DESIGNING AND PILOTING A FULL-DAY, ALTERNATE DAY KINDERGARTEN: A CASE STUDY OF A PROGRAM CHANGE

JOHN DOYLE MENSER, University of Pennsylvania

Abstract

The purpose of my research is to conduct an ethnographic case study of a program change and implementation. The researcher designed and piloted a full-day, alternate day kindergarten program. Few studies have been conducted in this area and none from an ethographic case study approach with the researcher as participant-observer.^ The methodology used for the study was that of participant-observer. The collection of data occurred over a period of one year. Data was collected by the following means: interview, observations, recorded verbal and written communications with staff members and parents, parent meetings, parent surveys, examination of attendance records, documentation of telephone messages, tape recordings, and field notes.^ The study: (A) Describes the program and details its implementation. (B) Focuses on what happens when a school district attempts to gain permission from the Department of Education to conduct a pilot program. (C) Documents the reactions of staff, parents, students and community members when a program is changed. (D) Offers concrete suggestions for implementing a full-day, alternate day kindergarten.^ Upon reviewing the findings of this study and the following conclusions can be drawn: (1) The overwhelming majority of parents who had children involved in the study perceived changes in their child to be of a positive nature. (2) Parents liked the flexibility that the full-day, alternate day schedule gave them personally. (3) Teacher and staff attitude affected the acceptance of this method for scheduling kindergarten. (4) Administrative support and encouragement aided in teacher and staff attitude. (5) Very few curricular changes were needed to implement a full-day, alternate day schedule. Permitting teachers to make these changes proved positive. (6) To appease parents and community members, the researcher suggests only beginning the full-day, alternate day method of scheduling during the second semester of the school year. (7) The full-day, alternate day schedule aids in the transition of students from kindergarten to first grade. (8) A cost savings could be realized by eliminating the mid-day bus run. The amount of savings varies with conditions.^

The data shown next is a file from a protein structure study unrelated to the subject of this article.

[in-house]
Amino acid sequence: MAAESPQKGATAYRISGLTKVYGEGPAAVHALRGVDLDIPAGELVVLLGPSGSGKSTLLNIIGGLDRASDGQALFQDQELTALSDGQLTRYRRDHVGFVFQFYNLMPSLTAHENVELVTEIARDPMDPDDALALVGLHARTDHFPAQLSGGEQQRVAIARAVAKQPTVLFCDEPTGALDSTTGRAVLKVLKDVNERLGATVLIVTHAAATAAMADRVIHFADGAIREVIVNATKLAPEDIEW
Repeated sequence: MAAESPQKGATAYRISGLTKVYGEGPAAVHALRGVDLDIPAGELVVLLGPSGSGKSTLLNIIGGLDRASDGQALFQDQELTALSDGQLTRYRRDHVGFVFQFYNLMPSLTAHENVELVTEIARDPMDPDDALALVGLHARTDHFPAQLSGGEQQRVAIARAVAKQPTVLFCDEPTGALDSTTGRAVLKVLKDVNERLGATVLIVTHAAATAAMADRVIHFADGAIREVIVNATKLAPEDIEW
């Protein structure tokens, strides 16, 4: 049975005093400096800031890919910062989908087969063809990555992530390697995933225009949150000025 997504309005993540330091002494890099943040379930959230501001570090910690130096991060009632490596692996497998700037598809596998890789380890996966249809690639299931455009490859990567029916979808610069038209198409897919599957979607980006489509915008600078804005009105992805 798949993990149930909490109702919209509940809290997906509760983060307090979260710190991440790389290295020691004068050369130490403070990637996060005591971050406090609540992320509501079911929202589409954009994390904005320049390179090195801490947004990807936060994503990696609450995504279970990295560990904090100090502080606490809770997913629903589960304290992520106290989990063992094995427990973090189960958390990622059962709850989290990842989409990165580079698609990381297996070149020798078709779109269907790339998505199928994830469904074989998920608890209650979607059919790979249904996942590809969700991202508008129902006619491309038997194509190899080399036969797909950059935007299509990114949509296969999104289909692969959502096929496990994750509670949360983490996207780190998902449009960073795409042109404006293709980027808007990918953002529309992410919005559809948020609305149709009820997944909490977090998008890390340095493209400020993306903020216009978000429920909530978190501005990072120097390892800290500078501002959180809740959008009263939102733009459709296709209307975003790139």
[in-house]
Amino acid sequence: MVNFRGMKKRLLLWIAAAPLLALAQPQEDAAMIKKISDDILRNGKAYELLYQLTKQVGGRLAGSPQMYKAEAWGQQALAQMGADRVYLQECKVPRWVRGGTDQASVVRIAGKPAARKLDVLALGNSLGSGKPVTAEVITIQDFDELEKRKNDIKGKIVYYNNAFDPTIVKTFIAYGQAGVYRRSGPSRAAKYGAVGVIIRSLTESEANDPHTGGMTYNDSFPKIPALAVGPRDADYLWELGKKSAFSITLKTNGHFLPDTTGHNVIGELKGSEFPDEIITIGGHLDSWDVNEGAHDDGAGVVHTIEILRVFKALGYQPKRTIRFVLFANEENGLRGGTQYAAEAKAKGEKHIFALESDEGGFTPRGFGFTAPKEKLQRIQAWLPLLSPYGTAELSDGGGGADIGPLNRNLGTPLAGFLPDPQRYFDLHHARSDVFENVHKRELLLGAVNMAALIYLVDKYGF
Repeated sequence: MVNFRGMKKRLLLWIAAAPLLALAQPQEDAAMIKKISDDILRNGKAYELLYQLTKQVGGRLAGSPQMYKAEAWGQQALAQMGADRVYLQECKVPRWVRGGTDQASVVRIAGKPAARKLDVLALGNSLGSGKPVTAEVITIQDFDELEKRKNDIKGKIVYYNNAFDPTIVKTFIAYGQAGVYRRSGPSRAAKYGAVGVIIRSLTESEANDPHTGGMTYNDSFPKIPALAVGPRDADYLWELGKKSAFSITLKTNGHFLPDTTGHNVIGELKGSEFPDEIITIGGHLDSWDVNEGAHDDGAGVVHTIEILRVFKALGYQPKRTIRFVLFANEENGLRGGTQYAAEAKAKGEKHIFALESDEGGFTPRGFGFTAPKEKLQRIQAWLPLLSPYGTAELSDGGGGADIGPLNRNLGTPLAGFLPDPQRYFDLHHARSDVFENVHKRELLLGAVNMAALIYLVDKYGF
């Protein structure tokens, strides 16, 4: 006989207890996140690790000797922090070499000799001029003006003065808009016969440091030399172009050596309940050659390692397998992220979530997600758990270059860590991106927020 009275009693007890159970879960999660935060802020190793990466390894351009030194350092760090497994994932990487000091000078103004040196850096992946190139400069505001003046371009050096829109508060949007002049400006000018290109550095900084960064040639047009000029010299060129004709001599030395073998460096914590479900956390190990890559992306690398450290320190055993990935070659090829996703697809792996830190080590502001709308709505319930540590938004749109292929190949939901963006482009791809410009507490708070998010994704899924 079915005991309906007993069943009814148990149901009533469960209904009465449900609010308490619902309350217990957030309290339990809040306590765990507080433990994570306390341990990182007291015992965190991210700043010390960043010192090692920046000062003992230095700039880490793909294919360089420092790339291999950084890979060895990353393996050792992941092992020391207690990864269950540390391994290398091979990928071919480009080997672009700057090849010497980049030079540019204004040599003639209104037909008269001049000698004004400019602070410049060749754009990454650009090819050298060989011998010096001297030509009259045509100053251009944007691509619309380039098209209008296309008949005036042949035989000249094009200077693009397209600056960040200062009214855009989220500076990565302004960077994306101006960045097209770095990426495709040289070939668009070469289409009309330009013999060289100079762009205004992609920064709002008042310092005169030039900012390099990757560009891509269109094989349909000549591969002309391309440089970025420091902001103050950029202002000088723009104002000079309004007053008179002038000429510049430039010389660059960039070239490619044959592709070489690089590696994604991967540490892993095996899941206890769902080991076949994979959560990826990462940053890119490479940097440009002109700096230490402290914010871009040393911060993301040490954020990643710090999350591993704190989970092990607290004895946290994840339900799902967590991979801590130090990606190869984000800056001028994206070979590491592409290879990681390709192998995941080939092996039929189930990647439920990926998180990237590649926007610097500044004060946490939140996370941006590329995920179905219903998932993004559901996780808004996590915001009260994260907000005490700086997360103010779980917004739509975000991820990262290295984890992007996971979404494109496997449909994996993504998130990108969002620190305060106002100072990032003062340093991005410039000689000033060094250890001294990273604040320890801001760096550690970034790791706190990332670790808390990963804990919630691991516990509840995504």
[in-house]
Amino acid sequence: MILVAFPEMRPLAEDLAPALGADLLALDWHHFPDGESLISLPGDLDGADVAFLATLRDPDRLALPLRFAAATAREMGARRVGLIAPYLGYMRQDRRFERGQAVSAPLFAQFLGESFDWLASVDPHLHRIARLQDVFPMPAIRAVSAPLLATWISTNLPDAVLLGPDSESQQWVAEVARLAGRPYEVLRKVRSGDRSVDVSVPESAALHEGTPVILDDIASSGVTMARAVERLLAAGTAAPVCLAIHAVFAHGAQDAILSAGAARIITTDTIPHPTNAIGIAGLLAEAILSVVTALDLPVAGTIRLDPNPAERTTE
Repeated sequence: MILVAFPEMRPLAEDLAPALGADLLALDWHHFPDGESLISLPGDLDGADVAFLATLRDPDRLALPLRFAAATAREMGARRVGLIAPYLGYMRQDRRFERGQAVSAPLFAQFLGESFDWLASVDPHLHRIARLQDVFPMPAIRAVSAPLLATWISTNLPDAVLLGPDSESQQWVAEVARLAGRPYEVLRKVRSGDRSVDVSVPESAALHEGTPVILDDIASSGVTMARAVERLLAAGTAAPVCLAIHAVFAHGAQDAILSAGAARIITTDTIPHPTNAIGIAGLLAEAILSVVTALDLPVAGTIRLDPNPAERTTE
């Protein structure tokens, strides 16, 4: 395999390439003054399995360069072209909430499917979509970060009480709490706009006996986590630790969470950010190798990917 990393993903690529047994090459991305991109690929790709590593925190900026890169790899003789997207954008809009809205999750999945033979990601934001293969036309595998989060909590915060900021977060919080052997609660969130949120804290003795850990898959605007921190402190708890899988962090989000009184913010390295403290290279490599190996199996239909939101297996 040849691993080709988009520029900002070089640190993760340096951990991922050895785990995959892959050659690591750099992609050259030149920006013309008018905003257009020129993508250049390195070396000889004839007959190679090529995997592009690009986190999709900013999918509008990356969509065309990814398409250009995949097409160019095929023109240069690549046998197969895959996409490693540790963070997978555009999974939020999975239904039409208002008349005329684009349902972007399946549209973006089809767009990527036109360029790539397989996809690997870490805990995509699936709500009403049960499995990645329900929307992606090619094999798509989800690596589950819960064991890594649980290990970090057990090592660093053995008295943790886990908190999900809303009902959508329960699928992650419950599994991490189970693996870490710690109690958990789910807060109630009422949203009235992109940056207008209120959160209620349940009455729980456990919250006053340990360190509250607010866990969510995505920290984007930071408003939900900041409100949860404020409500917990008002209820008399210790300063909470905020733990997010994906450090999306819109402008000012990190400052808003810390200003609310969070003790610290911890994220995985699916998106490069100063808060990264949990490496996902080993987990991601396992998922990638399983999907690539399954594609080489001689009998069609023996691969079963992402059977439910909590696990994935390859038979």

Subject Area

Education, Administration

Recommended Citation

JOHN DOYLE MENSER, "DESIGNING AND PILOTING A FULL-DAY, ALTERNATE DAY KINDERGARTEN: A CASE STUDY OF A PROGRAM CHANGE" (January 1, 1983). Dissertations available from ProQuest. Paper AAI8318169.
http://repository.upenn.edu/dissertations/AAI8318169

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